VXI parking will cost city more money

inline tease photo

Lou Frangos

By David Skolnick



It’s going to cost the city more money to provide parking spots for VXI Global Solutions employees than originally proposed.

VXI signed a contract for up to $189,000 annually with USA Parking Systems Inc. for 700 spots at the latter’s Plaza Parking Deck at 16 N. Champion St. with the bill covered in its entirety by the city.

As part of a deal to get VXI, a call center at the city-owned 20 Federal Place office building to open and expand downtown, the city agreed to provide enough parking spots for 700 of the company’s workers.

The city signed a five-year deal about 18 months ago for 250 spots for VXI employees at the deck for $60,000 annually.

The city administration asked council in March to sign an amendment to the USA deal, retroactive to October 2010, to provide 500 total spots for VXI employees at the deck for $120,000 a year.

But council members declined to take action because they wanted to make sure the deck’s structure was in sound shape and be guaranteed that they had an accurate count of how many VXI employees’ vehicles were parking.

Lou Frangos, USA Parking’s president, said in March that he’d allowed more than 250 VXI employees to use his lot since October 2010 with the promise from city officials that he’d be reimbursed.

When council didn’t approve the new deal, Frangos first restricted VXI to 250 spots, and then canceled the deal.

“We lost some good will with USA Parking” after that, T. Sharon Woodberry, the city’s economic development director, told city council’s finance committee Monday.

Woodberry later said council’s decision to wait “was a bad move. We’re paying more than what we brought to council, a lot more. We had a better deal than what we have now.”

After Frangos canceled the parking deal, city administrators asked VXI officials to directly negotiate with the parking deck owner, Woodberry said.

That resulted in the $189,000 deal, and a decision by VXI that the company needs 700 and not 500 spots, she said.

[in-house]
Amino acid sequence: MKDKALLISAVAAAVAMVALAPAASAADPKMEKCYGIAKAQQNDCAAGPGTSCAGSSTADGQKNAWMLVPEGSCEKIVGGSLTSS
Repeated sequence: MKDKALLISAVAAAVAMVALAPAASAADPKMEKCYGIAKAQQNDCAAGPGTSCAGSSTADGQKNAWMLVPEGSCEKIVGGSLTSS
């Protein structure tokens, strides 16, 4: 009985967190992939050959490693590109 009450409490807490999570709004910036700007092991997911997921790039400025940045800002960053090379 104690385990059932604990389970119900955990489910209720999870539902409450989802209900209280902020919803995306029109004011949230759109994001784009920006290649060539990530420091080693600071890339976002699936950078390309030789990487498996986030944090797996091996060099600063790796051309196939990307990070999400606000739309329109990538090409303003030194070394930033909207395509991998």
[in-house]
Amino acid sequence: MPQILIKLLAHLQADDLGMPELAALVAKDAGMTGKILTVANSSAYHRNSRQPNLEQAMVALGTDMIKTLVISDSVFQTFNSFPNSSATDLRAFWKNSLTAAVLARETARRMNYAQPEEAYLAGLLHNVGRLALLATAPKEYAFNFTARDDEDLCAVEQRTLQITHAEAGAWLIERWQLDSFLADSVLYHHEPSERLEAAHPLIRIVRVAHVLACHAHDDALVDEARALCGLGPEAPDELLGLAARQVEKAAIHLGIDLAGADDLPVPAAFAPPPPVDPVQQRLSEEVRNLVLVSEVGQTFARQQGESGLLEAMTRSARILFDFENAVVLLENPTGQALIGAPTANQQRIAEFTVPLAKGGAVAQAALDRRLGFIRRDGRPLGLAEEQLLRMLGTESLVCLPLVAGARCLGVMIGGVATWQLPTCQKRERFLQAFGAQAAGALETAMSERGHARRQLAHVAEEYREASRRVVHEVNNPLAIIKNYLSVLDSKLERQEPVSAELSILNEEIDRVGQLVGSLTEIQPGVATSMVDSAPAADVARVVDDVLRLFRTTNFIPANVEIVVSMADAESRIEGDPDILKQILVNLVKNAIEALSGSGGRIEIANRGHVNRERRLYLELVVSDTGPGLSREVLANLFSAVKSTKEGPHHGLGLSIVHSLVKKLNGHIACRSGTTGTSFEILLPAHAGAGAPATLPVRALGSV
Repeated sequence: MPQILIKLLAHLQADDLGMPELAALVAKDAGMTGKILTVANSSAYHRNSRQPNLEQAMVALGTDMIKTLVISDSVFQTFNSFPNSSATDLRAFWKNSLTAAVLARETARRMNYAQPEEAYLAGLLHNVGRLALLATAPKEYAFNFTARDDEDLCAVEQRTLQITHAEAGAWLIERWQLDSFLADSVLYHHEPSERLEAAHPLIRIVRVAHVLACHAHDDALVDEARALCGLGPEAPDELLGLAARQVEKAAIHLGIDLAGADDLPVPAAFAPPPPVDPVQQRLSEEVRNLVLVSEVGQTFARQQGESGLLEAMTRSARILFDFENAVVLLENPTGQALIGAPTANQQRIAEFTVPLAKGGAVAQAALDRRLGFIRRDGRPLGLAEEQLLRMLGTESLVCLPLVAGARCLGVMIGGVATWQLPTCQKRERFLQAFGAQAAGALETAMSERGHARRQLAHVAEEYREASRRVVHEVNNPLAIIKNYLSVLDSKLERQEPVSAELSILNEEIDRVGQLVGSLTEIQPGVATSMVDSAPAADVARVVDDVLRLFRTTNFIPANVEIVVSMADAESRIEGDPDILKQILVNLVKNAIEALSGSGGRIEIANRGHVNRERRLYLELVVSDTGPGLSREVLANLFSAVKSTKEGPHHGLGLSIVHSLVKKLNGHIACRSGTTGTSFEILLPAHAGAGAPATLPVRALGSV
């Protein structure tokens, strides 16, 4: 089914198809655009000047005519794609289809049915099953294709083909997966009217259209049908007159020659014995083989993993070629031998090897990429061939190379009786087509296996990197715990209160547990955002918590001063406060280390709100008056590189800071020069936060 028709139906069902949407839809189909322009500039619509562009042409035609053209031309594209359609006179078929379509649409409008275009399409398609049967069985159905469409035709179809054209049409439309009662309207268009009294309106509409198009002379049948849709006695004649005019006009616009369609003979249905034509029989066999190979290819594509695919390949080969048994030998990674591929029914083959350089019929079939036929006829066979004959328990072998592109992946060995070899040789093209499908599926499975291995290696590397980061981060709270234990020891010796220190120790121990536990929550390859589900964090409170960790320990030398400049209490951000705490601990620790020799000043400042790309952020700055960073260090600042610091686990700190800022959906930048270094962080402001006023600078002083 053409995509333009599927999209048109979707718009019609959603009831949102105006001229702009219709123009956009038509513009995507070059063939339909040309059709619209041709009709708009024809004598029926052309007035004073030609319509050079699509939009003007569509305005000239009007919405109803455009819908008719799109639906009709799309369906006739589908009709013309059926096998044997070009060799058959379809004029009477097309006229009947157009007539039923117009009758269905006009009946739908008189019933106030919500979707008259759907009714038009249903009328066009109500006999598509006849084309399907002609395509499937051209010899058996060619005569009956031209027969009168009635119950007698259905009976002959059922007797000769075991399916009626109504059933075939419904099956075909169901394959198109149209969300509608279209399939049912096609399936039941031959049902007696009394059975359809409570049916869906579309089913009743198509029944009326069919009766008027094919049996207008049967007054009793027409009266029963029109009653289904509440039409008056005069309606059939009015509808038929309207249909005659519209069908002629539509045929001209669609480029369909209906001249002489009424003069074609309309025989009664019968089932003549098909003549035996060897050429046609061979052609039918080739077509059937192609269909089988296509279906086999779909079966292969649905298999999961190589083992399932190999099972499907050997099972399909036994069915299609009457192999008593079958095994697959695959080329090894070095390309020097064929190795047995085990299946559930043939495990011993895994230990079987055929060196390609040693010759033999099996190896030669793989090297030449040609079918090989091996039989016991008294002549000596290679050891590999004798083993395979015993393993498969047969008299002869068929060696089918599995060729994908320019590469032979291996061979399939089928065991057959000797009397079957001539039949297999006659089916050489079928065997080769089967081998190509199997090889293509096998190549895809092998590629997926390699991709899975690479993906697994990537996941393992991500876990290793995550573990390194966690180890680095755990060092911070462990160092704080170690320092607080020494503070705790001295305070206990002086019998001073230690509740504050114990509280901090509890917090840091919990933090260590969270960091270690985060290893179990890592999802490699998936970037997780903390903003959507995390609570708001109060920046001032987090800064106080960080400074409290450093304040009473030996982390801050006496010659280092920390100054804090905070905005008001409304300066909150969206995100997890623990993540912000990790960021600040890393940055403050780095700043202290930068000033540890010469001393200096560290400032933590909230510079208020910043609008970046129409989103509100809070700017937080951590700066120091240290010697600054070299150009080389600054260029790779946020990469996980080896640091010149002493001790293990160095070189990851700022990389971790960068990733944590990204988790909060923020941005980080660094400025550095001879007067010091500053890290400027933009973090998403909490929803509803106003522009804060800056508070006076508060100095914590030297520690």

City officials agreed to provide parking for 700 vehicles for VXI employees, and believed that could be done with 500 spots because of the different work shifts, Woodberry said.

But VXI officials said its shifts “overlap” and it needs 700 spots, she said.

Beginning this month, VXI took out its monthly parking cost of $15,750 from the rent it pays the city, about $25,000, Woodberry said.

“What checks and balances do we have so we’re not cutting a check to VXI” without knowing how many parking spots their employees are using? asked Councilman DeMaine Kitchen, D-2nd.

“We felt [$120,000] was an exorbitant amount to begin with.”

VXI’s decision to sign the contract and reduce the rent payment to the city could be a contract breach by the company, Kitchen said. Woodberry and Law Director Iris Torres Guglucello said there is nothing the city can do to get out of the agreement.

There are plenty of downtown parking lots that are empty at night that could probably offer cheaper rates than the USA parking deck and the city should seek other proposals, said council President Charles Sammarone.

After USA reduced the number of spots at its deck, VXI employees were parking for free at the Covelli Centre.

But VXI employees complained about the walk to work and expressed concerns about the safety at the center.

Also Monday, council members complained that the board of control, without a council vote, approved a $90,000 annual contract in October 2010 with the Regional Income Tax Agency for a one-year renewal to pay the salary and benefits of Sarah Lown, the city’s development incentive manager.

Lown oversees the city’s applications for certain state funding and joint economic development district proposals as a RITA employee working out of the city’s economic development office.

“I’m utterly confused with” that arrangement, Kitchen said.

When pressed by council members, Guglucello agreed that city council should have approved the $90,000 allocation before the contract was renewed.

Council members only found out about the Lown renewal recently while reviewing professional service contracts, said Councilman Jamael Tito Brown, D-3rd.

“This should be a city position and the hire should be required to take a civil service test,” Sammarone said.

“I don’t feel comfortable with the way we’re doing this.”

Don't Miss a Story

Sign up for our newsletter to receive daily news directly in your inbox.